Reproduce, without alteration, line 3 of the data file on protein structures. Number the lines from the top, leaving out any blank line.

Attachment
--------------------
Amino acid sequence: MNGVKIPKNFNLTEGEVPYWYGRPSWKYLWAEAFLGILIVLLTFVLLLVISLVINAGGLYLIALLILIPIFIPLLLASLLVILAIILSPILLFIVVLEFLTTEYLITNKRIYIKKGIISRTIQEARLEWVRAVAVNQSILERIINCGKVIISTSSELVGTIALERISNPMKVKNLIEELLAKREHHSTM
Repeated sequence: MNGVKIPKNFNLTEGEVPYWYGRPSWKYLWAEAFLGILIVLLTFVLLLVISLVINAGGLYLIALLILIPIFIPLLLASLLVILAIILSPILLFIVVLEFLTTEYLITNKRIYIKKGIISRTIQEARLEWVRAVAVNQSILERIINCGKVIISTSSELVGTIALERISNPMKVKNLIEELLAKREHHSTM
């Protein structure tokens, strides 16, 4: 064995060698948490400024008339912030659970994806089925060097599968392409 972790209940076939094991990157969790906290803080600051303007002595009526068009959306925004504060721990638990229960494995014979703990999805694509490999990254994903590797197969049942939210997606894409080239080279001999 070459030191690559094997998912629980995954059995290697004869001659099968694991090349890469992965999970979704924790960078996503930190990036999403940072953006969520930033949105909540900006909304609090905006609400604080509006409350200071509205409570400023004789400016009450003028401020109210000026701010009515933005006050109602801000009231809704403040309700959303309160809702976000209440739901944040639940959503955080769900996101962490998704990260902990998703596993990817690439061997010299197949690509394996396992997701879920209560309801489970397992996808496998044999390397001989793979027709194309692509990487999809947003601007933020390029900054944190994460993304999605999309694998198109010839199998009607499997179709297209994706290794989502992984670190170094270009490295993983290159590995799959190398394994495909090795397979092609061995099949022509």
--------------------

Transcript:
């Protein structure tokens, strides 16, 4: 064995060698948490400024008339912030659970994806089925060097599968392409 972790209940076939094991990157969790906290803080600051303007002595009526068009959306925004504060721990638990229960494995014979703990999805694509490999990254994903590797197969049942939210997606894409080239080279001999 070459030191690559094997998912629980995954059995290697004869001659099968694991090349890469992965999970979704924790960078996503930190990036999403940072953006969520930033949105909540900006909304609090905006609400604080509006409350200071509205409570400023004789400016009450003028401020109210000026701010009515933005006050109602801000009231809704403040309700959303309160809702976000209440739901944040639940959503955080769900996101962490998704990260902990998703596993990817690439061997010299197949690509394996396992997701879920209560309801489970397992996808496998044999390397001989793979027709194309692509990487999809947003601007933020390029900054944190994460993304999605999309694998198109010839199998009607499997179709297209994706290794989502992984670190170094270009490295993983290159590995799959190398394994495909090795397979092609061995099949022509």